In Snapchat’s case, Facebook tried first to buy it for $3 billion—again, far more than most observers thought it was worth. But Snapchat’s Evan Spiegel wouldn’t sell, much the same way Zuckerberg repeatedly declined seemingly generous overtures from the likes of Yahoo and Microsoft on his way to surpassing them both. So Facebook resorted to Plan B, relentlessly copying Snapchat’s successful features. Here, too, it failed repeatedly—remember Poke? Or Slingshot? But it never stopped trying.
For all its efforts, the main Facebook app has yet to successfully copy a major Snapchat feature. Something about either the team’s approach, the Facebook brand, or the structure of its network (in which kids are inextricably linked to their parents and other authority figures) has made it helpless to recapture the interest of Snapchat’s young users. This was exactly the sort of scenario those doomsayers had in mind back in 2013. It’s hard to say exactly how much share of teens’ attention Facebook has lost over the past five years, since the company doesn’t break out usage metrics by age group. But in a 2016 Business Insider survey on teens’ favorite apps, the big blue one didn’t even make the list.
Here’s the twist: Core Facebook hasn’t been able to fend off Snapchat, but its subsidiaries have. In the space of nine months, Facebook copied Snapchat’s “Stories” feature on no less than four of its platforms: Instagram, WhatsApp, Messenger, and Facebook. The first two—Instagram Stories and WhatsApp Status—have already eclipsed Snapchat’s original in active users. This is not just a case of Facebook’s oldsters discovering the form anew: Reports suggest that Instagram Stories in particular are directly siphoning both users and stars from Snapchat. And now Snap is the one facing pressure from investors to show that it can survive the onslaught from Facebook.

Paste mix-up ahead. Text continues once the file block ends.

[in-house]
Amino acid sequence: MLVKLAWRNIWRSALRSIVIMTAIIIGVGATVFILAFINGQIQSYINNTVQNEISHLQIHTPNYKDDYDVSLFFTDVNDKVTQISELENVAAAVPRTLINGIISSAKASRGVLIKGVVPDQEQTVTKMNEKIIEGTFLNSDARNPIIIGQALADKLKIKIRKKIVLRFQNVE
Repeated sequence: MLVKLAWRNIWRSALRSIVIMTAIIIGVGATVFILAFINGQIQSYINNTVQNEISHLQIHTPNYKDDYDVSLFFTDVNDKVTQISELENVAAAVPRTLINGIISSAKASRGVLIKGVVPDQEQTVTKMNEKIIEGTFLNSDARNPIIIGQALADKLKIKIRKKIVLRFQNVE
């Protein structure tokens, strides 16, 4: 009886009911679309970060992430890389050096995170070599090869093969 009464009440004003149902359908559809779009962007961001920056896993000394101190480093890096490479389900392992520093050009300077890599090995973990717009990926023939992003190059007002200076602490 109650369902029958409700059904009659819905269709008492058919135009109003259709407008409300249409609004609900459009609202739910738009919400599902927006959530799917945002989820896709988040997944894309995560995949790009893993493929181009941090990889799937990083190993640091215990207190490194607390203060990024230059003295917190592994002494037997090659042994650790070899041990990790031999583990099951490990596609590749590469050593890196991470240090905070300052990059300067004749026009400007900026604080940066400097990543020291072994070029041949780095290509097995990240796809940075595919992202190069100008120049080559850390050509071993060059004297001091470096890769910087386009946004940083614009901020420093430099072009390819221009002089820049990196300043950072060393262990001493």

In retrospect, the Facebook doomsayers underestimated both the company and the severity of its coolness problem.
Historically, big mergers and acquisitions in the technology sector have often been disastrous (think HP/Compaq, AOL/Time Warner, and pretty much any startup Yahoo ever acquired). Facebook managed to buck this trend by seeking not “synergies” or “cost savings,” but young and fast-growing user bases. And it was willing to strategically overpay to get the ones it targeted. Meanwhile, it proved adept at mimicking the best features of those apps it wasn’t able to acquire.
At the same time, it turned out being hip wasn’t actually the key to dominating social media. In a recent survey of millennials, Facebook, Instagram, and WhatsApp all ranked relatively low in “coolness” compared with other tech brands, including Snapchat. But Zuckerberg has always cared less about being cool than about being massive, and he has discovered that the latter doesn’t necessarily depend on the former.